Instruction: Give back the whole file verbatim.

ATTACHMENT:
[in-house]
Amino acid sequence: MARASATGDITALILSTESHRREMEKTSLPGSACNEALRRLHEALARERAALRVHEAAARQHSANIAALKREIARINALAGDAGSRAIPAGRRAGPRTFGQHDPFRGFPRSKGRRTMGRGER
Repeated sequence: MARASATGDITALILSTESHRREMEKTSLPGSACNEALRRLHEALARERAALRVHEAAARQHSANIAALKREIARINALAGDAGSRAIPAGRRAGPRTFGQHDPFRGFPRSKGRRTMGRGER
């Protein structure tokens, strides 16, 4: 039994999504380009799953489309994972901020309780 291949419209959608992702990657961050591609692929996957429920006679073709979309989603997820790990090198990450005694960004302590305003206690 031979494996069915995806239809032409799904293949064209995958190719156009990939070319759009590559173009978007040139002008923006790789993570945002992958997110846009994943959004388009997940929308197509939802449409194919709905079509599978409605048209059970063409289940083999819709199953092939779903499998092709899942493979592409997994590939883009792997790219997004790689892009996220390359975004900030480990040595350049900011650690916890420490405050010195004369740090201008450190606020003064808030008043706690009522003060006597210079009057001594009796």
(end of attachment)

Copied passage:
[in-house]
Amino acid sequence: MARASATGDITALILSTESHRREMEKTSLPGSACNEALRRLHEALARERAALRVHEAAARQHSANIAALKREIARINALAGDAGSRAIPAGRRAGPRTFGQHDPFRGFPRSKGRRTMGRGER
Repeated sequence: MARASATGDITALILSTESHRREMEKTSLPGSACNEALRRLHEALARERAALRVHEAAARQHSANIAALKREIARINALAGDAGSRAIPAGRRAGPRTFGQHDPFRGFPRSKGRRTMGRGER
């Protein structure tokens, strides 16, 4: 039994999504380009799953489309994972901020309780 291949419209959608992702990657961050591609692929996957429920006679073709979309989603997820790990090198990450005694960004302590305003206690 031979494996069915995806239809032409799904293949064209995958190719156009990939070319759009590559173009978007040139002008923006790789993570945002992958997110846009994943959004388009997940929308197509939802449409194919709905079509599978409605048209059970063409289940083999819709199953092939779903499998092709899942493979592409997994590939883009792997790219997004790689892009996220390359975004900030480990040595350049900011650690916890420490405050010195004369740090201008450190606020003064808030008043706690009522003060006597210079009057001594009796």